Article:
Are there greedy players in the industrial food production space? I’m sure their likely are, but I don’t know any personally. Are there scientists trading their efforts for wages in the food production space – I’d like to think I qualify in this latter regard. I have no further motive than to improve the yield and quality of soy so that more and better food can be grown from the same resource base currently in use (and yes, so that my employer can earn enough money to prevent my paychecks from bouncing). Improving (increasing) yield and quality (protein and oil content) should lead to better food security for all. Improved food security might reduce stresses among us and potentially postpone conflicts over resource scarcity. This is the sort of longer term thought process that I hope delays or prevents us getting corned in the metaphorical box in the first place.

    Genetic changes to our domesticates (read plants and animals) don’t automatically require industrial inputs. There is no additional fertilizer required by a new variety, no seed treatment chemical that must be dosed upon the seed so that it will grow. These latter industrial inputs can (and do) offer food security benefits, but they aren’t obligatory amendments. So for plant breeding anyway I fail to see the alternative goal that must be there.

  4. I’m new here so I apologize if I’m stating the painfully obvious and already well worked over but the “solution” is pretty clear – drastically lower energy usage all around – however, the reduction required is almost unimaginable in our current social paradigm. Energy use is bound up with how we measure personal success, belonging, being normal, and even personhood. And so we are stuck with the doom and gloom of trying to envision and plan for the unimaginable, in other words social death. Every social and physical instinct tells us to resist at all costs.
    And yet, and yet, it doesn’t really have to be that way, there is life – or there might be – on the other side. But we can’t be sure, and we especially can’t be sure that all 7(or is it 8 now) billion of us are going to be able to make the transition to that lower energy social paradigm, as Joe points out in that very American Donner Party way.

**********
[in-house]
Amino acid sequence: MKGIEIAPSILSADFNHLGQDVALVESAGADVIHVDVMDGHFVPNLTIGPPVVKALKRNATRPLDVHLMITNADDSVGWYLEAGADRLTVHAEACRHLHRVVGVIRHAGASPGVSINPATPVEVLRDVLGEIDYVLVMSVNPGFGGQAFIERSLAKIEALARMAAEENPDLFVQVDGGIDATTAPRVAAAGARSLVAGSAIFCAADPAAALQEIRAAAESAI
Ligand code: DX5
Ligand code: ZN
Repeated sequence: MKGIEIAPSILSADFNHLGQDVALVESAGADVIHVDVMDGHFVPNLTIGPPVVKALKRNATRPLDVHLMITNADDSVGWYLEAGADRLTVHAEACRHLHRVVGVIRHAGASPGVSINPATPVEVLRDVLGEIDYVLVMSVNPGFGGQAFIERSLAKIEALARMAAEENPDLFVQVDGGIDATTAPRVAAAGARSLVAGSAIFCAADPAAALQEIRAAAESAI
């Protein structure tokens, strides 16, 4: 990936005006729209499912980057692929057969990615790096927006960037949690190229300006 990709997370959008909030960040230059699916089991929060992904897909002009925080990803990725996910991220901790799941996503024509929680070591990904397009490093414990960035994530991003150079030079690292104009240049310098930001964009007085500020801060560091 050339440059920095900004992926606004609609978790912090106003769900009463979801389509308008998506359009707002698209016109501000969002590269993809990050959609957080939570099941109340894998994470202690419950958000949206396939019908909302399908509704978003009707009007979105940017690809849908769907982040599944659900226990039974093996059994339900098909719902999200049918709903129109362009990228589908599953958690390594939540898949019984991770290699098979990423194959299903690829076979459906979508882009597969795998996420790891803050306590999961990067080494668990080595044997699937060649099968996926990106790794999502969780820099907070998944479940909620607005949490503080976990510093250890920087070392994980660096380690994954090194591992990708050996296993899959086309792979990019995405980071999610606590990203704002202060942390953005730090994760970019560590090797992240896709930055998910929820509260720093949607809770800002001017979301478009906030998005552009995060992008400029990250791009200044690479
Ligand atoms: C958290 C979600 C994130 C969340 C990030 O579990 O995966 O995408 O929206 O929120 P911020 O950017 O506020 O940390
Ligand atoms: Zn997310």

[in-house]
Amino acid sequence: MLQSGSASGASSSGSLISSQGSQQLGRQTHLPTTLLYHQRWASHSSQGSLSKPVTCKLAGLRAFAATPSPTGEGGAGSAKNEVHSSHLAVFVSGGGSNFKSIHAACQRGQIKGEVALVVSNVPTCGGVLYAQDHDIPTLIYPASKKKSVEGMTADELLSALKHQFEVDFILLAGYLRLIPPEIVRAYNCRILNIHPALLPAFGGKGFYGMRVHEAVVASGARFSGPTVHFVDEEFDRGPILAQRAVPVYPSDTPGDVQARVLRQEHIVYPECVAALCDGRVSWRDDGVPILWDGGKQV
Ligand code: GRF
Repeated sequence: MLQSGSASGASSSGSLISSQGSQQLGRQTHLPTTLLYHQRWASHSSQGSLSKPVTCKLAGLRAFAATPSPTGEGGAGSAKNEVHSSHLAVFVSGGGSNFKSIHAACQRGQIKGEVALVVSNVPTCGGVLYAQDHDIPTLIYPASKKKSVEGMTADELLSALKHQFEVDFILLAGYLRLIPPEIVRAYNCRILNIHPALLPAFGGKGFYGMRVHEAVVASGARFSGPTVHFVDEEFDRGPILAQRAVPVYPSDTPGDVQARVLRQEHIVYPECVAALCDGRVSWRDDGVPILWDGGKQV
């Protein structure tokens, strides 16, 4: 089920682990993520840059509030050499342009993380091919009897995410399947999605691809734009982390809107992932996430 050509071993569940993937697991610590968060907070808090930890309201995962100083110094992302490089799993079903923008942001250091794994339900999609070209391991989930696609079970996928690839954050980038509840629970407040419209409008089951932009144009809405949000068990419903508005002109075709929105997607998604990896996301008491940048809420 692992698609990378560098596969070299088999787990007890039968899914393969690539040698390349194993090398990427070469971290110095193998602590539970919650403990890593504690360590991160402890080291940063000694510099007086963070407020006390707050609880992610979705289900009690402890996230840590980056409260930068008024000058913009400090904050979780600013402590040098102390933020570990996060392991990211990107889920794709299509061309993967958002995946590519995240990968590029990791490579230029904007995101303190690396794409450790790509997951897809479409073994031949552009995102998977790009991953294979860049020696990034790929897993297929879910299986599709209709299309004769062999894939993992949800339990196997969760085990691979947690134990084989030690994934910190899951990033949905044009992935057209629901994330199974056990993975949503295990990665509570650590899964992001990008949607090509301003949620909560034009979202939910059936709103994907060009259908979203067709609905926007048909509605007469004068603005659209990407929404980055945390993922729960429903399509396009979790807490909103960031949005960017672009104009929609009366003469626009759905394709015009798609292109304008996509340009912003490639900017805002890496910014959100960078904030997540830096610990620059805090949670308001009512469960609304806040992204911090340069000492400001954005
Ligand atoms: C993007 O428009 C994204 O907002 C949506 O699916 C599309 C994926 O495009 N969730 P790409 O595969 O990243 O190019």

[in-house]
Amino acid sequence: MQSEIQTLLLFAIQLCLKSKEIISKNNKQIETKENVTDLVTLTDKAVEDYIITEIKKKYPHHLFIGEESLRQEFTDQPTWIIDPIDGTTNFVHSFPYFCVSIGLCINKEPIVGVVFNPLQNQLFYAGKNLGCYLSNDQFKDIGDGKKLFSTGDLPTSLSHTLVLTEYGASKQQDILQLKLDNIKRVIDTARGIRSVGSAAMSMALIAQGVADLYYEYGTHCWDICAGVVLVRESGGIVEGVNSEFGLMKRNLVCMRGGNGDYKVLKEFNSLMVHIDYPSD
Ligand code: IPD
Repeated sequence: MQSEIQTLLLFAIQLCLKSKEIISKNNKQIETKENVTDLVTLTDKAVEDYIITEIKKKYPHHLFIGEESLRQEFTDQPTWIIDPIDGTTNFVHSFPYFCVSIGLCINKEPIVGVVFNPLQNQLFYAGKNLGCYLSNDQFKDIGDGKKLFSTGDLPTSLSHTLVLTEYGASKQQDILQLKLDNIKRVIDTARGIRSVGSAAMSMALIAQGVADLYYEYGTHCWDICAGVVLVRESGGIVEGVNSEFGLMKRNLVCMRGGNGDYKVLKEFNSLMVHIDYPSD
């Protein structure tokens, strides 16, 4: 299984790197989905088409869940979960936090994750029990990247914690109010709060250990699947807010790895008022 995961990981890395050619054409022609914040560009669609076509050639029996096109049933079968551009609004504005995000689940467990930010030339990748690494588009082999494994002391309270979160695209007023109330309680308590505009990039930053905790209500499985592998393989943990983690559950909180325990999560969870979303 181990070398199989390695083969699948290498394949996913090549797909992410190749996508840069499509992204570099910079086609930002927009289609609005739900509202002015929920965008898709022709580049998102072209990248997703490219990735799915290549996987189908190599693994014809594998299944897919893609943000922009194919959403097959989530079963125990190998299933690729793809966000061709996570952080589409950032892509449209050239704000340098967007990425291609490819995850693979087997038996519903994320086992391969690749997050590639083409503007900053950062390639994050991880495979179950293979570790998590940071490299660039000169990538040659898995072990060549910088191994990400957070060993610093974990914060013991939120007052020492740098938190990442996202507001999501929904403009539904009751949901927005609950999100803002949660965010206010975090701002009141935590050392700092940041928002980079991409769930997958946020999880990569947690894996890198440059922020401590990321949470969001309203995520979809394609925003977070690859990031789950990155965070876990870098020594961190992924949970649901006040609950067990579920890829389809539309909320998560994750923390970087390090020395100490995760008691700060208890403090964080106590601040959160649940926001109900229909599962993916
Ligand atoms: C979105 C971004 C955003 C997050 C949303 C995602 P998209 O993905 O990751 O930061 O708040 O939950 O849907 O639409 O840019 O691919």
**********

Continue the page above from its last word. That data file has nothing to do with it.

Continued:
And oh God, I have an allergy to that word “design.”

  5. Clem, Michelle – thanks for your comments. I don’t want to get too hung up on the hunger/despondency debate – I guess much depends on interpretation and context. Maybe the threat of hunger is a motivator, whereas actual hunger (chronic malnutrition) isn’t – it causes apathy and, er, despair. Maybe, also, you’re right Clem that despondency in the proper sense of the term isn’t a spur to action. But then why should people feel despondent in that sense simply at the thought that present lifeways will inevitably have to change? What I really meant is that trying to come to terms with the implications of the probable changes can be painful and difficult, but out of that might emerge some better responses to present dilemmas than trying to cling on to the status quo through an increasingly desperate and implausible high-energy solutionism.

    But I’d like to push my comments in a different direction suggested by Michelle. I do value differences of opinion on this site, so I’m glad that Clem and people like David and Andy (if they’re still reading) weigh in with ideas about a smooth ‘evolutionary’ clean energy buildout from where we are, alongside the views of those like Joe and Ruben who see it differently. I guess I vacillate somewhat between the two camps, but am generally pulled more towards the latter. Still, the main point I want to make is that a lower energy, more localised agrarian future looks to me like a better future for numerous reasons regardless of energy prospects. There’s not necessarily a need for doom or gloom there. Where the gloom comes in for me is the extraordinary foot-dragging over energy transition which has left the world still fundamentally reliant on fossil fuels for the foreseeable future, and therefore mired in numerous increasingly intractable problems. So Clem, when you say that ‘Trumpism’ isn’t a radical change, surely that’s part of the problem? The leader of the world’s largest economy doesn’t think anthropogenic climate change is occurring and wants to rebuild its coal industry. Some fine grounds for genuine despair right there.

    Michelle, I’m glad to hear of your allergy to the ‘design’ word – especially since I’ve just been taken to task on Twitter about my comments on design in Raworth’s book by someone called @nickbell_design. I feel another blog post coming on…